Channing Tatum makes teenage girls weep in 'Dear John'
Hollywood studios traditionally avoid releasing their big guns on Super bowl weekend, but have strategically opened female-skewing pictures as they have always assumed men are too busy go to the movies on Sunday. Of course, the mammoth audience for America's biggest game has always been about half women, but stereotypes persist. Screen Gems is going one step further this Friday when it debuts the big screen adaptation of the best-selling Nicolas Sparks novel "Dear John." And, surprise, pre-release tracking shows a big hit on the horizon.
The potential "Avatar" box office-killer is a romance that begins in the Spring of 2001 when John (Channing Tatum), a soldier on shore leave, meets the incredibly well off, but down to earth Savannah (Amanda Seyfried) during a chance encounter on the beach. It's love at first sight, but 9/11 rears its ugly head and John soon finds himself continually retuning overseas to defend his country while Savannah tries to remain happy at home. The couple also have difficult supporting characters in their lives. John's father is borderline autistic (a nice turn by Richard Jenkins) and Savannah's longtime family friend Tim (a nice to see you again Henry Thomas) is battling cancer. Will they be able to find peace with each other when all is said and done? The film is refreshingly not as predictable as the scenario might seem and both Tatum, Seyfried and "working for a paycheck" director Lasse Hallstrom ("The Cider House Rules," "Chocolat") try to elevate the material past its melodramatic origins. But if you're looking for a tearjerker, "Dear John" is for you.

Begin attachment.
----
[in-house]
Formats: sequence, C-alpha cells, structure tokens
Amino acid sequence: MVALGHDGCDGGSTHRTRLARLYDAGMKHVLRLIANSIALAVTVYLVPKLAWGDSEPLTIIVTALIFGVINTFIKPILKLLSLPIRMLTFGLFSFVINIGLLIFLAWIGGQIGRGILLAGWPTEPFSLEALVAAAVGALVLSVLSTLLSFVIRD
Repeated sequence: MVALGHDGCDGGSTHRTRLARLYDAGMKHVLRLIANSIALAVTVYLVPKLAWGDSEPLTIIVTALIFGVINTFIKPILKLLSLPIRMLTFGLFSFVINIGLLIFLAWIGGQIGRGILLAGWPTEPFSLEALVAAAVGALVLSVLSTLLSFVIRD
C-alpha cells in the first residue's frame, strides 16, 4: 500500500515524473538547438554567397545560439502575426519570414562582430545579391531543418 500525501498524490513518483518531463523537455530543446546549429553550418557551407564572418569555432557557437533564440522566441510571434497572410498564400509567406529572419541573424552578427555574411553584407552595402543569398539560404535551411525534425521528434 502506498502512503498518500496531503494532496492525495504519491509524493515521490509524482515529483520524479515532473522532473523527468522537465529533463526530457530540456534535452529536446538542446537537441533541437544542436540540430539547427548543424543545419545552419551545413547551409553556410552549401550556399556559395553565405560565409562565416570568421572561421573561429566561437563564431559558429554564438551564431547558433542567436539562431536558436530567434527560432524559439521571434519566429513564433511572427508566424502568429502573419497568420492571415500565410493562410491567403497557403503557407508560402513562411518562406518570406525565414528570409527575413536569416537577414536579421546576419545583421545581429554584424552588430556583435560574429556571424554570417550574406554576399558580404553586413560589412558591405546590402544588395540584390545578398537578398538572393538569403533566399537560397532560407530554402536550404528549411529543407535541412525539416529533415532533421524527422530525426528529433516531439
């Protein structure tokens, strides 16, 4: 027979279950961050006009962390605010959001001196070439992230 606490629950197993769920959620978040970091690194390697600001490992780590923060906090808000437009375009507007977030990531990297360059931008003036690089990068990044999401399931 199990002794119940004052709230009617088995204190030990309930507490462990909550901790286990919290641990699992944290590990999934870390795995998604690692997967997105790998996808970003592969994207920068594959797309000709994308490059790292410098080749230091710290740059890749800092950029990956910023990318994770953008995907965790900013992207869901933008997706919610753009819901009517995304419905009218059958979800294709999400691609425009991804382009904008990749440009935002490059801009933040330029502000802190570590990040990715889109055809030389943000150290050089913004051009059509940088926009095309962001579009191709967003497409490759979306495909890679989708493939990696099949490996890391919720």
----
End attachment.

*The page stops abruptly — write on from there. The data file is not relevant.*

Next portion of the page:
Speaking to the duo last month, both Seyfried and Tatum were relieved (or thrilled?) to discover the young teenage girls at the screening the night before (no doubt fans of the book) were crying afterward because they were so moved. Tatum debates whether this really is his most serious role yet (we say yes) and Seyfried divulges that it was Hallstrom who convinced her to sing in the film.
Check out the interviews embedded below.
For tickets and more info on "Dear John," click here.